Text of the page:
The North of the country is green and lush and criss-crossed with rivers and hiking trails. In the Golan and Galilee you will find ancient sites dating back to the Hebrew Bible, the New Testament, and of course Roman and Byzantine periods, as well as truly remarkable Crusader period remains. Here also more recent history and geo-politics also comes into play touring the borders of Israel, Syria and Lebanon, and learning about the radical and experimental kibbutz movement. Putting geopolitics aside, the North is tremendous fun for couples and families seeking water hikes, wineries, cycling across nature reserves, home hospitality with Druze families and workshops at artisan chocolate factories.
The South of Israel feels like a world apart. The Israeli Negev is home to the largest erosion crater in the world, the Ramon Crater, which is a stunning site to behold, and also provides ample opportunity for adventure – whether hiking, cycling, jeeping, or rappelling. Alternatively, you might choose to simply marvel at the breath-taking views, and to take some time for contemplation as you look out at the desert expanse from a luxury hotel. The Negev is also rich with history, archaeology and nature. Buried in the desert lie several treasures of UNSECO world heritage sites, including Shivta and Avdat which form part of the Nabatean spice route which continues down to Petra.
Acre’s crusader UNESCO world heritage ‘ruins’ are so complete you’ll feel transported in time.
The Banias also combines history with nature and boasts the wonderful archaeological remains of Caesarea Philippi, the city built by Herod’s son Philip.
Beth Sh’ean, one of the most impressive Roman sites in Israel. The theatre and bath houses are particularly worthy of note, in addition to the huge columns and capitals found all over the site.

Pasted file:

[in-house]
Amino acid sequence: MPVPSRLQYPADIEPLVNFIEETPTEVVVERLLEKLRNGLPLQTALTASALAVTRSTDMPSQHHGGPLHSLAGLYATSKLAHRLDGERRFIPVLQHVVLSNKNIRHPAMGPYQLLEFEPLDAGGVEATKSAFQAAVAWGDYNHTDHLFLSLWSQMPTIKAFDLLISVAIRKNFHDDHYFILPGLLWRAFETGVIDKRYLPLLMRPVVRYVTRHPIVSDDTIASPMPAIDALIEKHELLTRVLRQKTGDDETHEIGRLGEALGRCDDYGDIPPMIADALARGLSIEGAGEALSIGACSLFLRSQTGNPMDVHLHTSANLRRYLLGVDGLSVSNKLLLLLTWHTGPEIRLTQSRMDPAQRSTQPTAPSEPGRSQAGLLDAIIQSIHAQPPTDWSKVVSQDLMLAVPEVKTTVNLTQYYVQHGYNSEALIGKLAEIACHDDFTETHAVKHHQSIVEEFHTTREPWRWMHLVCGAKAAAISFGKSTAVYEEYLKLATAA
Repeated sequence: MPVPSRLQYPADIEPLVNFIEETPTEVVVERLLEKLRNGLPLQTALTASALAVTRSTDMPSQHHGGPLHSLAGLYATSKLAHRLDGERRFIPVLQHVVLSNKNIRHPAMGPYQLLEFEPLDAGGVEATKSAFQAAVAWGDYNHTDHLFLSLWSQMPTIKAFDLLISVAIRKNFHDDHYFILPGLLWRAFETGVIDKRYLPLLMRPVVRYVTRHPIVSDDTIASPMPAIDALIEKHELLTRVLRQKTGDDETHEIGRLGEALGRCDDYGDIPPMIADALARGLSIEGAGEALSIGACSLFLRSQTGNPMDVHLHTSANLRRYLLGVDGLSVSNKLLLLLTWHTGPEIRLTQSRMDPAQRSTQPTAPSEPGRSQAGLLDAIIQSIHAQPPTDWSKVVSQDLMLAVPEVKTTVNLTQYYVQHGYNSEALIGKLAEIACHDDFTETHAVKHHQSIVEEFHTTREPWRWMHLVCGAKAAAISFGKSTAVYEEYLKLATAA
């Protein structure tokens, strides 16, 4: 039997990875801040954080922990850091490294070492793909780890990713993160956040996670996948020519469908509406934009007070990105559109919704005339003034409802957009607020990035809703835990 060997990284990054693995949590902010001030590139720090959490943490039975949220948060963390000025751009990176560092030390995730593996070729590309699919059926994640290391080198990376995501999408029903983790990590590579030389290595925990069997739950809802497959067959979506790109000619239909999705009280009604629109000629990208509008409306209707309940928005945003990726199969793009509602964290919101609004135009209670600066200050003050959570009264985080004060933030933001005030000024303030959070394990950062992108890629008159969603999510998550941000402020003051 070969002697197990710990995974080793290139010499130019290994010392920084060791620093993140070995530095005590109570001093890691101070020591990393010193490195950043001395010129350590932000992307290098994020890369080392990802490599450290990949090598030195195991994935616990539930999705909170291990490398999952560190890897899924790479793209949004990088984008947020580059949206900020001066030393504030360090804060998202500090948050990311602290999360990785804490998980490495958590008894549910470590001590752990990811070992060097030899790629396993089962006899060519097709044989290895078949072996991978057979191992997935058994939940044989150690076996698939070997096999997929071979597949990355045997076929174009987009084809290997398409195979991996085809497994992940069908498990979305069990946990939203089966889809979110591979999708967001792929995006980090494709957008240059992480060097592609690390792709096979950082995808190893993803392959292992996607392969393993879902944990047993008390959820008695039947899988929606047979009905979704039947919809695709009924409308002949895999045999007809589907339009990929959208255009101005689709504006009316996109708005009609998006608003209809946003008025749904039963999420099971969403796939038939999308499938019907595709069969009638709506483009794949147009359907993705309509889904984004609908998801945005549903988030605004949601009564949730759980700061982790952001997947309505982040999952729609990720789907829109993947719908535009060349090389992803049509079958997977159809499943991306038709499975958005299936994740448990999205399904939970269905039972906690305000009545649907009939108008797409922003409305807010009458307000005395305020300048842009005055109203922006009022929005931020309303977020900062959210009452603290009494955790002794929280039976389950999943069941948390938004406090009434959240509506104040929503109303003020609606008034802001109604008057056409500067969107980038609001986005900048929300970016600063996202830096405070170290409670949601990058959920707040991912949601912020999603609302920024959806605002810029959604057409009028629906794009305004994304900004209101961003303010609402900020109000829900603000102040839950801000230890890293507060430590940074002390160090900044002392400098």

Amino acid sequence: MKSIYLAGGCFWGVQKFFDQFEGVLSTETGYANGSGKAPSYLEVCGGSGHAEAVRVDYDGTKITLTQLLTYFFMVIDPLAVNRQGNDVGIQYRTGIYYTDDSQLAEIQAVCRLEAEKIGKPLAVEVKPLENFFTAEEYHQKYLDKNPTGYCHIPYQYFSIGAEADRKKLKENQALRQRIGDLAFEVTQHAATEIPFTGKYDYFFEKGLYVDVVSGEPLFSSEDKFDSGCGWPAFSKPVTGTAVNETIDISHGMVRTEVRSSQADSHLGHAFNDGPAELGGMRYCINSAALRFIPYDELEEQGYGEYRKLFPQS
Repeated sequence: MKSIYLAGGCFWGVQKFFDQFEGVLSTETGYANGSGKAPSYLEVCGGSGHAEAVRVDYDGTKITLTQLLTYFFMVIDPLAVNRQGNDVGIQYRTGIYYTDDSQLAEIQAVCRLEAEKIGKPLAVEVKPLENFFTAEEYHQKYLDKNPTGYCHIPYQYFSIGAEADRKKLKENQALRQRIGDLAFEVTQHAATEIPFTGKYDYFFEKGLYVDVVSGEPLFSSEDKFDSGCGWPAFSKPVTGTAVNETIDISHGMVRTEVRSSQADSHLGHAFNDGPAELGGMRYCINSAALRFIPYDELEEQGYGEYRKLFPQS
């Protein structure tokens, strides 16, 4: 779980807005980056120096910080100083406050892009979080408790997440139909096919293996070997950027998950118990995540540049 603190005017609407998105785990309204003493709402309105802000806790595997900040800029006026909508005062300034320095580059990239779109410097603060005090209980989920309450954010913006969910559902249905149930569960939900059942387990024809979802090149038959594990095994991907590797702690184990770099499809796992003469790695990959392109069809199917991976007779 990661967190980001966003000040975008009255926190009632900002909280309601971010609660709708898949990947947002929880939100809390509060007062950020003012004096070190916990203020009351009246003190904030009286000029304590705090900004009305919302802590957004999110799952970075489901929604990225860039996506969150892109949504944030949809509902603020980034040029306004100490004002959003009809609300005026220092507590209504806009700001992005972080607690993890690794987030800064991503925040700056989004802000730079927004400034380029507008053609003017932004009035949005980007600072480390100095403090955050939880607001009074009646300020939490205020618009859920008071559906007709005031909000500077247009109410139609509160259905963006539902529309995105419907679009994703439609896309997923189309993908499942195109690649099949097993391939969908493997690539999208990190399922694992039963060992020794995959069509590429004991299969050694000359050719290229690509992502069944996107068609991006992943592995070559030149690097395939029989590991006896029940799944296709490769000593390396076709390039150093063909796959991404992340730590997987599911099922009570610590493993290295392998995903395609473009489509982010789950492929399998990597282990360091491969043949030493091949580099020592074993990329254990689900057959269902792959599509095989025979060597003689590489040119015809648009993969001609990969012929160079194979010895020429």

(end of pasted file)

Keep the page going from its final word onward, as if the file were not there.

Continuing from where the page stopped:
Caesarea was King Herod the Great’s imposing port town, where Rome was honoured with temples, gladiators fought each other to the last, and games were played in celebration of the King and the empire.
Eilat boasts year round sunshine, and glitzy beach hotels set against the stunning, red mountain backdrop.
Gamla ‘the Masada of the North’, is a special place which combines history, nature and landscape.
The Golan Heights and Upper Galilee are an entire microcosm of activities – there is just so much to do here!
The Bahai Gardens of Haifa are truly unique, combining a staircase of nineteen terraces, with geometric shapes, water features and intricate design.
The Hula Valley was once swamp area. Shortly after the establishment of the state of Israel, a decision was made to drain the swamp area in order to create agricultural land.
Ever wanted to see what Armageddon looks like? Well, this is your chance.
Mount Bental offers stunning views of the Golan, extending all the way into Syria.
The cradle of Christianity, the home of Jesus, is a city brimming with historical significance and holy churches, including the sacred Church of the Annunciation.
Nimrod Castle is a site which is often overlooked but absolutely ought not to be.
The Ramon Crater is quite a site to behold. It is the largest ‘erosion crater’ (maktesh) in the world, and is a stunning work of nature.
This site of natural beauty is a treasure to behold!
Safed (or Tzfat) is the ancient mystical centre of kabbalah, where you will wander through time worn cobbled streets, exploring age old synagogues, ducking in and out of art galleries, craft shops and charming cafes.
Swim or boat on the serene Sea of Galilee, and visit the ancient synagogues and churches nestled on the shores.
Tel Dan is a wonderful site combining the great outdoors with biblical remains from the times of King Jeroboam.
Zippori is one of the most beautiful of Israel’s national parks, both for its views of nature (the name Zippori comes from the Hebrew ‘Zippor’ meaning bird, because of the birds’ eye view afforded from here), and its ancient human art in the form of mosaics.
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